McComb selectmen prepared to take possession of the Alpha Center Tuesday in discussion during their work session.

Board member Shawn Williams reported to the board that the city school board had voted to convey the property to the city, and that county supervisors had agreed to contribute $54,000 toward repairs and renovations.

The supervisors’ board attorney, Wayne Dowdy, is drawing up an interlocal agreement to govern the contribution and spending of the money, he said, and added that there is a possibility of some playground equipment being donated.

Once the city accepts the deed, “we can get set up with (architect Steve) Cox to walk through the building and make recommendations,” Williams said.

Selectman Ted Tullos asked what expense the takeover would mean to the city.

“What will it cost us to open the doors and turn on the lights and use the utilities?” Tullos asked. “What is it going to take?”

Mayor Quordiniah Lockley noted that the county had been contributing $900 per month to cover utilities and insurance, and that was likely more than enough to continue covering those costs.

However, “you have to understand, under the interlocal agreement, the county is going to give us $54,000 up front, which is their $900 a month for five years,” he said. By using that money to rehab the building, “all those expenses will fall to us.”

“We’ve already done this (kind of renewal project) at the MLK Center,” Williams said. “We’re just asking for the same thing at the Alpha Center.”

Selectman Donovan Hill said rehabilitating the building and making it more attractive for public use would likely hedge some of the city’s costs in maintaining the building.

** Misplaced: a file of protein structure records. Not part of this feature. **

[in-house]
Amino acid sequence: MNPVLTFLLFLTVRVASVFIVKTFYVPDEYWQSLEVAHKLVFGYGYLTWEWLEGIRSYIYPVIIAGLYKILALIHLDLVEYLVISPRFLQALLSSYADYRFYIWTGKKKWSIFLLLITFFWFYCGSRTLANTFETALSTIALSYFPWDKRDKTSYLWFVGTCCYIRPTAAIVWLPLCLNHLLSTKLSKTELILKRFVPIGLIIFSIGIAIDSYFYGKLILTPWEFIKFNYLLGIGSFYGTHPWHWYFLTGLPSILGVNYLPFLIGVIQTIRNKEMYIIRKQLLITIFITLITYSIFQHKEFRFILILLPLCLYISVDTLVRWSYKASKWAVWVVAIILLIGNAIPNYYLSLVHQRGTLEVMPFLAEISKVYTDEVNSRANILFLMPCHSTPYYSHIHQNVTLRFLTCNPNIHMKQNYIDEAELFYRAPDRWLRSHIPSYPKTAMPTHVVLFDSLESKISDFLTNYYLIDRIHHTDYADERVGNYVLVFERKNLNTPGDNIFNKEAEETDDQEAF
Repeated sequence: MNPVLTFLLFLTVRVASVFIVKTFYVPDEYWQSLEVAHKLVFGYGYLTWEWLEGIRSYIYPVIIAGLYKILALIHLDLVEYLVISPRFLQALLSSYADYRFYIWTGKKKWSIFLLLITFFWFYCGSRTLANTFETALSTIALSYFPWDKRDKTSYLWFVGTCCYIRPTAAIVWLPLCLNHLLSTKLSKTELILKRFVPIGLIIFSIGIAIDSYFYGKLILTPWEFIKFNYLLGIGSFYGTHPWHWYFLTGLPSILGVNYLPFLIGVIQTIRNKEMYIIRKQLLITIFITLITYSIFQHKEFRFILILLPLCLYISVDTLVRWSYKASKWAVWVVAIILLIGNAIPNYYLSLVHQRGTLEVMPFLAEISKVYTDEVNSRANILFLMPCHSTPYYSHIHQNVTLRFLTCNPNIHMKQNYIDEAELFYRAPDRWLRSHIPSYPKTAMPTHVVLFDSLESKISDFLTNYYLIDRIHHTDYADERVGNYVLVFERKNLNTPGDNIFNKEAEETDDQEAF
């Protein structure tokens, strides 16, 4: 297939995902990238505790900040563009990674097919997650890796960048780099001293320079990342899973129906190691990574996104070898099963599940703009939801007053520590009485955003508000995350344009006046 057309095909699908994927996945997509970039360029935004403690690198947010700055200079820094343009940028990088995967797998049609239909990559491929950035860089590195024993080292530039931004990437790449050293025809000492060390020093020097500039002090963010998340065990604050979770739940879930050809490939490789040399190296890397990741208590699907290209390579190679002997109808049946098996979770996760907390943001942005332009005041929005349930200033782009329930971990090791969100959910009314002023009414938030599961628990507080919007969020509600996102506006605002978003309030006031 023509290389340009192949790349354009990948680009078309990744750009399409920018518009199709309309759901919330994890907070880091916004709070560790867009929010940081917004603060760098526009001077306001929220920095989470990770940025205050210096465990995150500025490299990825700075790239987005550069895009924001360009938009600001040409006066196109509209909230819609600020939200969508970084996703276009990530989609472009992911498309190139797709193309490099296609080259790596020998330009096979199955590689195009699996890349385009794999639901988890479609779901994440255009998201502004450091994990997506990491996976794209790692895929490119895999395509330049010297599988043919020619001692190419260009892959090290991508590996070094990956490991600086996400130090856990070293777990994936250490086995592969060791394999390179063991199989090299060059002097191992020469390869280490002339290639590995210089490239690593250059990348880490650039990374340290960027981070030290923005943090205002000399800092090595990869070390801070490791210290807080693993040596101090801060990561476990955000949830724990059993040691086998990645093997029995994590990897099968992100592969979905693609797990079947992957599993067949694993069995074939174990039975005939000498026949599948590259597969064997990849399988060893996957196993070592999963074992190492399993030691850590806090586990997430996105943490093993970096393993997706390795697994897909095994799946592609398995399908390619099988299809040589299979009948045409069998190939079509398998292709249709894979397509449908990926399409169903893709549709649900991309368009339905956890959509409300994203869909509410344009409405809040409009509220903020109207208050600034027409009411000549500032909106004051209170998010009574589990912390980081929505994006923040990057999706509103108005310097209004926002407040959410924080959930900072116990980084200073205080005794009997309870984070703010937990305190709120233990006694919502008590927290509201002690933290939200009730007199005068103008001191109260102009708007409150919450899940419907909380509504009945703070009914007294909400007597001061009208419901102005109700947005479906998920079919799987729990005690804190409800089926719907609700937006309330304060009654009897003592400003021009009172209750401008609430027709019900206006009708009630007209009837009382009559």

“It’s a beautiful building. It just needs some love,” Hill said. “Rental fees will help us keep it up.”  

Board member Devante Johnson asked if there might be any grounds on which Paul Singleton — who described himself to the board last year as the last remeaining board member of the South McComb Civic and Improvement Association, which long oversaw oeration of teh center — might file suit against the city.

Board attorney Angela Cockerham was absent, but Lockley said the city should not be inlegal danger since the school board triggered the reversion clause in its agreement with the organzation.

Selectman Ronnie Brock said any legal problems would fall to the school board and its attorney, Ashley Atkinson.

In another property matter, Recreation Director Joyce Smith asked the board to consider approving the installation of lighting around the outside of the Martin Luther King Center.

She said it’s dark around the building at night, especially the area in the back of the bulding where trash is thrown out. She presented a quote of about $1,250 to install and power the new lighting, and noted that rentals of the building are up since the board lowered rates.

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